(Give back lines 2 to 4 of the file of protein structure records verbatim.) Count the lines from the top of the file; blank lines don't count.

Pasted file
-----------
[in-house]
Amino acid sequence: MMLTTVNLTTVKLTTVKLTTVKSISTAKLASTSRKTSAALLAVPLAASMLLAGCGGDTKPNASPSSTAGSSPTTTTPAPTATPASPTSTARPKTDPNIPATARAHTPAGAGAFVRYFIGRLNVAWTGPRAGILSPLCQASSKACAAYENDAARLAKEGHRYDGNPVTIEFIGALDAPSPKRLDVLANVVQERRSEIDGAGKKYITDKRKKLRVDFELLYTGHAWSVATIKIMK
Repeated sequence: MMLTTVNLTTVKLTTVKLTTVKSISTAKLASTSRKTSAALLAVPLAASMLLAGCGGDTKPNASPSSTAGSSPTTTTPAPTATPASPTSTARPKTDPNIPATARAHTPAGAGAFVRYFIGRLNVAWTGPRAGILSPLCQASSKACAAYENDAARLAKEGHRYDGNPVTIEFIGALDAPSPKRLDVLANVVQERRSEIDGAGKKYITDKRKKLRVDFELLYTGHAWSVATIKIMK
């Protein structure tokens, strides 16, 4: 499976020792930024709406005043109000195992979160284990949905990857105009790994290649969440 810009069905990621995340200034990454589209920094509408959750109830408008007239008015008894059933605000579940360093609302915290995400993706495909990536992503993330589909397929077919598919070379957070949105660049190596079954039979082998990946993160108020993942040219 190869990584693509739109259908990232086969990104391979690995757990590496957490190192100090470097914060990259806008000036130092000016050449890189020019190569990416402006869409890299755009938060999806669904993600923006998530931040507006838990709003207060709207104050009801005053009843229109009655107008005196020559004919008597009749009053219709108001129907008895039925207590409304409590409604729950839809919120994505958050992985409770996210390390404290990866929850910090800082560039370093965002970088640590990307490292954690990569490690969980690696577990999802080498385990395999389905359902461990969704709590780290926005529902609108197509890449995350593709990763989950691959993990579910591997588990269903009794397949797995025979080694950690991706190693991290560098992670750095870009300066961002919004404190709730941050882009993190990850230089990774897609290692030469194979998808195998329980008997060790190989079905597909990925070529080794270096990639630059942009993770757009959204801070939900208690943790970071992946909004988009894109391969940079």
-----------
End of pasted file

Amino acid sequence: MMLTTVNLTTVKLTTVKLTTVKSISTAKLASTSRKTSAALLAVPLAASMLLAGCGGDTKPNASPSSTAGSSPTTTTPAPTATPASPTSTARPKTDPNIPATARAHTPAGAGAFVRYFIGRLNVAWTGPRAGILSPLCQASSKACAAYENDAARLAKEGHRYDGNPVTIEFIGALDAPSPKRLDVLANVVQERRSEIDGAGKKYITDKRKKLRVDFELLYTGHAWSVATIKIMK
Repeated sequence: MMLTTVNLTTVKLTTVKLTTVKSISTAKLASTSRKTSAALLAVPLAASMLLAGCGGDTKPNASPSSTAGSSPTTTTPAPTATPASPTSTARPKTDPNIPATARAHTPAGAGAFVRYFIGRLNVAWTGPRAGILSPLCQASSKACAAYENDAARLAKEGHRYDGNPVTIEFIGALDAPSPKRLDVLANVVQERRSEIDGAGKKYITDKRKKLRVDFELLYTGHAWSVATIKIMK
């Protein structure tokens, strides 16, 4: 499976020792930024709406005043109000195992979160284990949905990857105009790994290649969440 810009069905990621995340200034990454589209920094509408959750109830408008007239008015008894059933605000579940360093609302915290995400993706495909990536992503993330589909397929077919598919070379957070949105660049190596079954039979082998990946993160108020993942040219 190869990584693509739109259908990232086969990104391979690995757990590496957490190192100090470097914060990259806008000036130092000016050449890189020019190569990416402006869409890299755009938060999806669904993600923006998530931040507006838990709003207060709207104050009801005053009843229109009655107008005196020559004919008597009749009053219709108001129907008895039925207590409304409590409604729950839809919120994505958050992985409770996210390390404290990866929850910090800082560039370093965002970088640590990307490292954690990569490690969980690696577990999802080498385990395999389905359902461990969704709590780290926005529902609108197509890449995350593709990763989950691959993990579910591997588990269903009794397949797995025979080694950690991706190693991290560098992670750095870009300066961002919004404190709730941050882009993190990850230089990774897609290692030469194979998808195998329980008997060790190989079905597909990925070529080794270096990639630059942009993770757009959204801070939900208690943790970071992946909004988009894109391969940079």